At first I thought the latest video by Israel’s foreign ministry — the one that lampoons media coverage of last year’s Gaza war — was unfunny, amateurish, and useless. Needless to say,it wasn’t my cup of satire.
After seeing the overheated reaction by many journalists, though, I must admit to a slight change of heart. It may still be true that the animated clip, which cast foreign reporters as myopic and oblivious to the realities of the region, was ill-conceived. But it turns out that the video, whether by design or not, was actually useful in that it exposed some of the strange beliefs, blind-spots, and self-justifications relied on by prominent journalists, whose angry reactions in fact underscored thetruth behind the video’s central premise: that media coverage of Israel deserves criticism.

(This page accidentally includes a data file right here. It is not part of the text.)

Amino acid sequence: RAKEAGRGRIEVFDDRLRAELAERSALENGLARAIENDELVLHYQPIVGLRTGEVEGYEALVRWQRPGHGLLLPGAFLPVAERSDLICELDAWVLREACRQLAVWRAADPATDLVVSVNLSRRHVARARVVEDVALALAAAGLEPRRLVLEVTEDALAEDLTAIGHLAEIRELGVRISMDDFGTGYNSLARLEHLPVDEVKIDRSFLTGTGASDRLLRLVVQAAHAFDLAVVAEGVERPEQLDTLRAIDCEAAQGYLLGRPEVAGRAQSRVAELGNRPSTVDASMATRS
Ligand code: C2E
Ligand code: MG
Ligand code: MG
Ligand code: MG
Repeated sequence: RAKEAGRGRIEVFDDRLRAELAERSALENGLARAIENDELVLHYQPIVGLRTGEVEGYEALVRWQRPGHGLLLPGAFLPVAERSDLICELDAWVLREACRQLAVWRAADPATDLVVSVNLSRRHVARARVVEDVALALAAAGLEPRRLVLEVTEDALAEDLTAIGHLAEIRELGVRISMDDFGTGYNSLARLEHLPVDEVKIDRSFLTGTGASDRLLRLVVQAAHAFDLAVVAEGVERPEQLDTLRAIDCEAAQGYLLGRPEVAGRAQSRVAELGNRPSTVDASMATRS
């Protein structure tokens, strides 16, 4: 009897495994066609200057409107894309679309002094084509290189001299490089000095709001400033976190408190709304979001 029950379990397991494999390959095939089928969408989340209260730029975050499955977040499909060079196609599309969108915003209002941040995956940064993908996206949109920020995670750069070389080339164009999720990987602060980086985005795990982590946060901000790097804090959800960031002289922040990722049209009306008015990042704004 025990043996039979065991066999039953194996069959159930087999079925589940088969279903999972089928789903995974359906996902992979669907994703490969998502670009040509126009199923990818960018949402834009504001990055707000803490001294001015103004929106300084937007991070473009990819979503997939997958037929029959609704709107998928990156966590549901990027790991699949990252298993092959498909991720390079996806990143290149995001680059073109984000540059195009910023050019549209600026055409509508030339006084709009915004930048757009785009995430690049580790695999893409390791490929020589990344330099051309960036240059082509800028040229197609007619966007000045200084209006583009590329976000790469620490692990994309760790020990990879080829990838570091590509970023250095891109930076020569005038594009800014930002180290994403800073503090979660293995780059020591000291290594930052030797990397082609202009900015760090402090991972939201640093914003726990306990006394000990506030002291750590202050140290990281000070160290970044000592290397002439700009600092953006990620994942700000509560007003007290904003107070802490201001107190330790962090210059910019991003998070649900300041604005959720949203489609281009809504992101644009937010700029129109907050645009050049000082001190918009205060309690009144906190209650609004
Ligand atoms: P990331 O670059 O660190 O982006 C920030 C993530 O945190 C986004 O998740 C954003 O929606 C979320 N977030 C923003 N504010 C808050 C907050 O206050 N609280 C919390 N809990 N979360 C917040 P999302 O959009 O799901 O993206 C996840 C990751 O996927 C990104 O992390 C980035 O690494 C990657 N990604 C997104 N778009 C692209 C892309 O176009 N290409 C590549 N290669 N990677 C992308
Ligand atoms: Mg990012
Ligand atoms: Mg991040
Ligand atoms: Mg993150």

Note, for example, the response by Robert Mackey, a news columnist at The New York Times. While dismissing the video’s message that coverage of Israel is flawed, Mackey oddly describes Israel’s now-defunct Ministry of Public Diplomacy and Diaspora Affairs as the “ministry of Hasbara — responsible for what Israel calls public diplomacy and its critics call propaganda.”